Scholars in Context: Omar Sadr
Jadaliyya's Scholars in Context series consists of Q&As in which scholars of the Middle East describe their research and the paths they took to arrive at it. The series provides a platform for these scholars to highlight the significance of their work, identify the audiences they seek to reach, and outline their future research trajectories, giving readers an in-depth look at the latest research in a given field.
Jadaliyya (J): What is the main focus of your current research, and how does it connect to or depart from your previous work?
Omar Sadr (OS): My current research explores the crisis of liberalism, democracy, and pluralist coexistence with a particular focus on Afghanistan. I am trying to understand why Afghanistan’s democratic experiment from 2001 to 2021 failed so miserably. A simplistic explanation for this has been to emphasize the central role of continuous armed conflict as a determining factor contributing to the failure of democracy, preventing the political system from stabilizing and solidifying. However, this simplistic understanding necessitates a thorough explanation of democracy’s failure in relation to the global crisis of democracy and liberalism. My work explains how liberalism’s philosophical assumptions about individual autonomy and value pluralism contributed to the failure of liberal democracy and liberal peace in Afghanistan.
Using the political theory of republicanism, my 2021 paper titled “The Republic and its Enemies: The Status of the Republic in Afghanistan” explains how democracy in Afghanistan suffered from four distinct but interconnected crises: ideational, structural, functional, and normative.
My first book, Negotiating Cultural Diversity in Afghanistan, which won the 2022 best book in social science award from the Central Eurasian Studies Society (CESS), studies the governance of diversity in a conflictual and diverse society and the way the state mediates diversity. It investigates how the pathological homogenizing state is correlated with Afghanistan’s crisis of governance and democracy. By criticizing liberalism, communitarianism, and multiculturalism, the book attempts to present a synthesis of critical multiculturalism and intercultural dialogue as an alternative framework for the governance of pluralistic societies such as Afghanistan.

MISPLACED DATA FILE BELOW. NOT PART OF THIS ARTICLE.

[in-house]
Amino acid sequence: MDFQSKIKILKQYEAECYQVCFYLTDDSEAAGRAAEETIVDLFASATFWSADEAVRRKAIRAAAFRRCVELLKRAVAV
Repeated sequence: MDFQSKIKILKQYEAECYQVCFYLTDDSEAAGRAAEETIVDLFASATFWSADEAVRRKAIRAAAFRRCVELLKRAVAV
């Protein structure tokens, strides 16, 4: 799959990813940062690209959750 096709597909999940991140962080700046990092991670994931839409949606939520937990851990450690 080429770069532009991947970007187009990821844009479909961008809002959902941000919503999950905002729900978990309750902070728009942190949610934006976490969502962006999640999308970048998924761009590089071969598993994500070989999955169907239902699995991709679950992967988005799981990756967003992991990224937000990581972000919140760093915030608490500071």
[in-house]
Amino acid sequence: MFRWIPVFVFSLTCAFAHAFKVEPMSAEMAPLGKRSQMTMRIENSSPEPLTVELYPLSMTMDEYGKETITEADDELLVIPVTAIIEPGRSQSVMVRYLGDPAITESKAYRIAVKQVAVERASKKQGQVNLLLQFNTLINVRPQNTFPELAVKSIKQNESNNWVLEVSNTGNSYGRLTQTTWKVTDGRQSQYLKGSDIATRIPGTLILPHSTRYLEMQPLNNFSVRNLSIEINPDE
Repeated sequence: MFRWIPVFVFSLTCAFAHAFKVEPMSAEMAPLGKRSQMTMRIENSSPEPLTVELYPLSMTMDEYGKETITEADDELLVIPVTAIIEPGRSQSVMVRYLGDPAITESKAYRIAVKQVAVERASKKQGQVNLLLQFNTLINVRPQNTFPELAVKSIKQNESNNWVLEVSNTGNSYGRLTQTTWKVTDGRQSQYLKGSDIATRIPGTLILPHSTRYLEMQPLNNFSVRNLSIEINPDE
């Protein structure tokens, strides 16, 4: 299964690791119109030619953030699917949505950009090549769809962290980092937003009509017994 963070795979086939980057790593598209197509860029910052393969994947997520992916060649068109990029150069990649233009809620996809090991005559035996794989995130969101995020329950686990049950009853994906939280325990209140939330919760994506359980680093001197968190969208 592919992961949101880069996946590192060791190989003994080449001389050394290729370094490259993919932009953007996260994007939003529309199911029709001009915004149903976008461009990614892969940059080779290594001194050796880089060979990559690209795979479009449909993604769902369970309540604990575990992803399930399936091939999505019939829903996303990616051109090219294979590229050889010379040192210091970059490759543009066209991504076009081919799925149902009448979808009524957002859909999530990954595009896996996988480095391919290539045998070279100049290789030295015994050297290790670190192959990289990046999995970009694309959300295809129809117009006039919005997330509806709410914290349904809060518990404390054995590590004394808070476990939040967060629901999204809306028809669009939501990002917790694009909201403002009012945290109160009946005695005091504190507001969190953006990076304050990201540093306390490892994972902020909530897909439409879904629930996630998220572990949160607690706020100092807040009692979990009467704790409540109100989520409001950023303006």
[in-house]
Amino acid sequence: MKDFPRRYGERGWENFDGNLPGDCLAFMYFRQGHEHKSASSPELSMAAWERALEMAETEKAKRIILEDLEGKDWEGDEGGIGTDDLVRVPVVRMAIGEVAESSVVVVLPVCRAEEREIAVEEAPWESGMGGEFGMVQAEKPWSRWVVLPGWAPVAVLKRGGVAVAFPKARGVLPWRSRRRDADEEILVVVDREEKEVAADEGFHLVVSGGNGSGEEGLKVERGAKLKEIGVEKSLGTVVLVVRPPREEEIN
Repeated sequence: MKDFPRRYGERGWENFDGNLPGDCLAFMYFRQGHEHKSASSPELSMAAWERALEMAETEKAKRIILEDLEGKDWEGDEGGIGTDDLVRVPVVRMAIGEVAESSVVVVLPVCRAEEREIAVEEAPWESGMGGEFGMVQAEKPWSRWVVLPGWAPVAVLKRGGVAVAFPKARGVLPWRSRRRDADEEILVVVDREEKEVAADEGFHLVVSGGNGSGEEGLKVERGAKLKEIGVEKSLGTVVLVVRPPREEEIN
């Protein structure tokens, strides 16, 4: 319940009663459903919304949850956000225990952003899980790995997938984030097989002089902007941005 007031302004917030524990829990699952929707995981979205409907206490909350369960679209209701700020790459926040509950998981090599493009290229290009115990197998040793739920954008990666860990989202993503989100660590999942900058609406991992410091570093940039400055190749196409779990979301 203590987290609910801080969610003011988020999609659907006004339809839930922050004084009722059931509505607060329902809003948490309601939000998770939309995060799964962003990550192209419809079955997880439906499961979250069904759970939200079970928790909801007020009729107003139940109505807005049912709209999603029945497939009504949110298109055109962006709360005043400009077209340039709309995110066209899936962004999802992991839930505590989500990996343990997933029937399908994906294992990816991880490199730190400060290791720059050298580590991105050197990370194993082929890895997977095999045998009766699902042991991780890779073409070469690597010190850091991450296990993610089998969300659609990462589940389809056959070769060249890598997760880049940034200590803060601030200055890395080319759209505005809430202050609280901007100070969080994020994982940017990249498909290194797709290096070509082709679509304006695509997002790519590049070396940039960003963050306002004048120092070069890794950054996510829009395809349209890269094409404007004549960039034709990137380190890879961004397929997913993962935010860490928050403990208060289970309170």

J: What particular topics, issues, and literatures does it address?
OS: My research interest lies in the intersection of pluralism, democracy, and the state. It theorizes the challenge of governance of cultural diversity in a conflictual society. I have drawn from the subfields of political theory, comparative politics, and international relations to understand the relations between diversity, democracy, and the state. My work is an attempt to analyze the failure of democracy and the pathological homogenizing state in Afghanistan by engaging with four categories of literature: the political theory of liberalism, republicanism, multiculturalism, and value pluralism. On the one hand, liberalism tends to ignore and neglect cultural diversity; on the other hand, multiculturalism essentializes cultures as discreet and fixed practices. Transcending these two philosophical traditions, I argue that acknowledgment and recognition of cultural diversity in a pluralistic society should be based on two key principles. First, recognition of individual autonomy, particularly the right to dissent within a culture. Second, facilitating the opportunity for intercultural dialogue among different cultures.